What is Cancellation of Debt? Is it taxable income?
If you borrow money from a commercial lender and the loan is later canceled or forgiven, you may have to include the cancelled amount in your taxable income. When you borrowed the money you were not required to include the loan proceeds in your income because you had an obligation to repay the lender. When that obligation is subsequently forgiven, the amount you received as loan proceeds may be reportable as taxable income because you no longer have an obligation to repay the lender. The lender is usually required to report the amount of the canceled debt to you and the IRS on a Form 1099-C, Cancellation of Debt.
In general, the term income as used in the Internal Revenue Code includes income from any source, including any accession to the taxpayer’s wealth. It follows then that a taxpayer who has incurred canceled debt generally has realized an accession to wealth.
Here’s a very simplified example. You borrow $10,000 and default on the loan after paying back $2,000. If the lender is unable to collect the remaining debt from you, there is a cancellation of debt of $8,000, which generally is taxable income to you.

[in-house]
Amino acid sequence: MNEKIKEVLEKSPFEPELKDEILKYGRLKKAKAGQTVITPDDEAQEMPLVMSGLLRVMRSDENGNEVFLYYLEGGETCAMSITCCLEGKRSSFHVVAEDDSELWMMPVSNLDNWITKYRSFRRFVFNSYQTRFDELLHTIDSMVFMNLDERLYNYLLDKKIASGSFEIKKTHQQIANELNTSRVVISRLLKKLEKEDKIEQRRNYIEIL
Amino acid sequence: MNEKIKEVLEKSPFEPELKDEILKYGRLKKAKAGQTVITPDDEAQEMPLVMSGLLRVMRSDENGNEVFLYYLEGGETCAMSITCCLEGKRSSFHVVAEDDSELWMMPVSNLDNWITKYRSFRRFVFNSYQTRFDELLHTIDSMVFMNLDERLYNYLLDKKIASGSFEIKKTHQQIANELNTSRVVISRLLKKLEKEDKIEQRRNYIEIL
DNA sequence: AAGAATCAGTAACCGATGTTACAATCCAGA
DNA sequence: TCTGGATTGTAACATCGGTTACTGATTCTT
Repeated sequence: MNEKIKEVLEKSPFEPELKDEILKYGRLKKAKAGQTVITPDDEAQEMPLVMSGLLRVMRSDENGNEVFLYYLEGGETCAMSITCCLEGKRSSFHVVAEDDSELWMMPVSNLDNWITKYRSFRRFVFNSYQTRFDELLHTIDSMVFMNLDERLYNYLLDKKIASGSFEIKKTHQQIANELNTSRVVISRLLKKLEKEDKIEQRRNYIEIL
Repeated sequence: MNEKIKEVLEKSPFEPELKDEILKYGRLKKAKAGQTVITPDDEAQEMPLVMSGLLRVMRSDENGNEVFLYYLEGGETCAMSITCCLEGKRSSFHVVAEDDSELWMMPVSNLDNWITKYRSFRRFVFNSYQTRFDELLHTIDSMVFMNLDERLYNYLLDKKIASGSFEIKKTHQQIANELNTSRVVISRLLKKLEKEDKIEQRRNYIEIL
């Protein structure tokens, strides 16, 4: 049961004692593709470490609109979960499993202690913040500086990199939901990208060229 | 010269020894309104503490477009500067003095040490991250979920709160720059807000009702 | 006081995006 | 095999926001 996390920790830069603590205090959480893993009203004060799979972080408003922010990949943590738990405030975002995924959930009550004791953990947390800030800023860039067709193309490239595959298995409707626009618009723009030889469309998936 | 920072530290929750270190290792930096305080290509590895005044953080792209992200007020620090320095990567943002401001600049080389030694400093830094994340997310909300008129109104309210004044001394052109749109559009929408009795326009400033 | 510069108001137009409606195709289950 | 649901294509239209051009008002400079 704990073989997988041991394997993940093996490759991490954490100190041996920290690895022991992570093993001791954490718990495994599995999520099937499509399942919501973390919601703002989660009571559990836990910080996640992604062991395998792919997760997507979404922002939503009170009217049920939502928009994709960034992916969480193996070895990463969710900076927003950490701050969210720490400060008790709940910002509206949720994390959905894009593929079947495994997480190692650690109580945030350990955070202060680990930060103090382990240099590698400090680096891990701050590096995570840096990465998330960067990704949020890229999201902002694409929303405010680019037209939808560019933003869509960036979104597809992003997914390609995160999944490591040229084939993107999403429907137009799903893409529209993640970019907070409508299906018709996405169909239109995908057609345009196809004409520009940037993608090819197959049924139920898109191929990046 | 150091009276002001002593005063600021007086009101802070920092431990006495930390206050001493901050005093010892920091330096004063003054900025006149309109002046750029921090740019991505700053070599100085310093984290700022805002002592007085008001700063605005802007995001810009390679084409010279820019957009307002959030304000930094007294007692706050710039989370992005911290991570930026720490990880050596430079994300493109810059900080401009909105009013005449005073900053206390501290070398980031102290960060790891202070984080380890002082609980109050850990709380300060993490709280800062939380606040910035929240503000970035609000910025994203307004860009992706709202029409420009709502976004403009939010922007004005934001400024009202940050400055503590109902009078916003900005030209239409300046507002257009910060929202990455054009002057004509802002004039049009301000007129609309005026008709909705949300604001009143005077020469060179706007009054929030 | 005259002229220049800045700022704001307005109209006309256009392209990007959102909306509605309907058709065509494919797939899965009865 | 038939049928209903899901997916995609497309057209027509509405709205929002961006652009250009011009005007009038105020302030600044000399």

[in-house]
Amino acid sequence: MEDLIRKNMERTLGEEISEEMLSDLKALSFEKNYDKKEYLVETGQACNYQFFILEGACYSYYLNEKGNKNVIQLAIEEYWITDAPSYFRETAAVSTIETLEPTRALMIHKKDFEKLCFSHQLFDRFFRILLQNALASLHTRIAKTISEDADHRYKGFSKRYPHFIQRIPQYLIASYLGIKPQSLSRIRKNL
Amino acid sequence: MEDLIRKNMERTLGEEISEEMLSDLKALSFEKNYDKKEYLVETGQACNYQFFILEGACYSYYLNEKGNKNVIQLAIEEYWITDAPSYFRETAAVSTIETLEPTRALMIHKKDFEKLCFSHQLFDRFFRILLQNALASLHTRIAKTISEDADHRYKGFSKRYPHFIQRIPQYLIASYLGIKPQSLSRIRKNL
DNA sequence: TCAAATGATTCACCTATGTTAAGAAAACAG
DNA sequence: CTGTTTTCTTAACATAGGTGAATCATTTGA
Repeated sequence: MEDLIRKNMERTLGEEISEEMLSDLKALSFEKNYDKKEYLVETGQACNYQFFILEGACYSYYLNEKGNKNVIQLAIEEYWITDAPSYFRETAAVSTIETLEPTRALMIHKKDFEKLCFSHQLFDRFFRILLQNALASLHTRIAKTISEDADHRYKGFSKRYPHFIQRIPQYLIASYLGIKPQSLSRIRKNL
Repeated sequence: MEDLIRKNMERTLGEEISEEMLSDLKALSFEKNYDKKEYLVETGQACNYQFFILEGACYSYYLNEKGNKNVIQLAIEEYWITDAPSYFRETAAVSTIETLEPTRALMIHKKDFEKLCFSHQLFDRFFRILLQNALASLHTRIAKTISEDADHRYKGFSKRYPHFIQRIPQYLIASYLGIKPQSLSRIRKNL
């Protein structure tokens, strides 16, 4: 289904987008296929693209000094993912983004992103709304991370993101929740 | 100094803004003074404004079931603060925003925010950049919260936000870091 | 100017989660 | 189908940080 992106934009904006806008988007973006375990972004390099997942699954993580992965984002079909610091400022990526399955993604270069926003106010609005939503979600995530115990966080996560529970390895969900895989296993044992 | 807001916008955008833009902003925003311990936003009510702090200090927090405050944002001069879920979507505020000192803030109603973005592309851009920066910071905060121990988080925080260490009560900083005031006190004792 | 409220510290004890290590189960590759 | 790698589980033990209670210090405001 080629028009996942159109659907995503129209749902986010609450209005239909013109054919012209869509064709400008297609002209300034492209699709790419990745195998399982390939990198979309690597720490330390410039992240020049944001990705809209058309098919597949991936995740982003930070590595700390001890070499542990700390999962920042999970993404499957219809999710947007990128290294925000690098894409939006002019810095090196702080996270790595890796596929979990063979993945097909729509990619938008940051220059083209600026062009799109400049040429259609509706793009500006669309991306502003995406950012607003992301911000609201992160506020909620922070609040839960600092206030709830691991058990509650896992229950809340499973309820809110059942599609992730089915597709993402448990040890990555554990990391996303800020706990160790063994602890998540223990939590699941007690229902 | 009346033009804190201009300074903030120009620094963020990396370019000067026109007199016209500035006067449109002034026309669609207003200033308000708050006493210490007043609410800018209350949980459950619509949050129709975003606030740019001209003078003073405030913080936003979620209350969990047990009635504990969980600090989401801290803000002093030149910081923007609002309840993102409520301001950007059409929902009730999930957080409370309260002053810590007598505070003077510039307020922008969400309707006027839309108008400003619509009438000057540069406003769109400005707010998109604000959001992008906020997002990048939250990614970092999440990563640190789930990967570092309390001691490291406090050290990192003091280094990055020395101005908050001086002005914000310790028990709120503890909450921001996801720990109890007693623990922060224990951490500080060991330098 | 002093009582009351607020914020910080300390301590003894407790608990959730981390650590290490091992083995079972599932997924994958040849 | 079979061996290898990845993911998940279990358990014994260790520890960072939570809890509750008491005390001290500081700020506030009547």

So is it debt cancellation considered income?
Perhaps. If a debt is canceled or forgiven other than as a gift or bequest, the taxpayer must include the canceled debt in his or her income. If an outstanding loan is discharged in bankruptcy or canceled due to a taxpayer’s insolvency, then it is not included in the taxpayer’s income.
According to common law if the discharged debt comes from a contested liability then the canceled debt is not considered income. Of course the dispute must be in good faith. Simply misunderstanding the financing terms is not a good faith dispute.
Also, the current amnesty program for taxpayers who had a short-sale or a foreclosure ends in 2012. Starting in 2013, you can still exclude the debt forgiveness associated with your primary residence if you are insolvent. To be insolvent your total debt including the debt forgiven must exceed your assets. In other words, could you have sold everything you owned and cashed in all your retirement accounts, and still not pay off all your debts?
Download the Insolvency Worksheet here. The Watson CPA Group is well versed with insolvency and debt forgiveness issues, and we can guide you through the necessary steps to minimize the tax consequence.
There are several other exceptions, see Is cancellation of debt always taxable?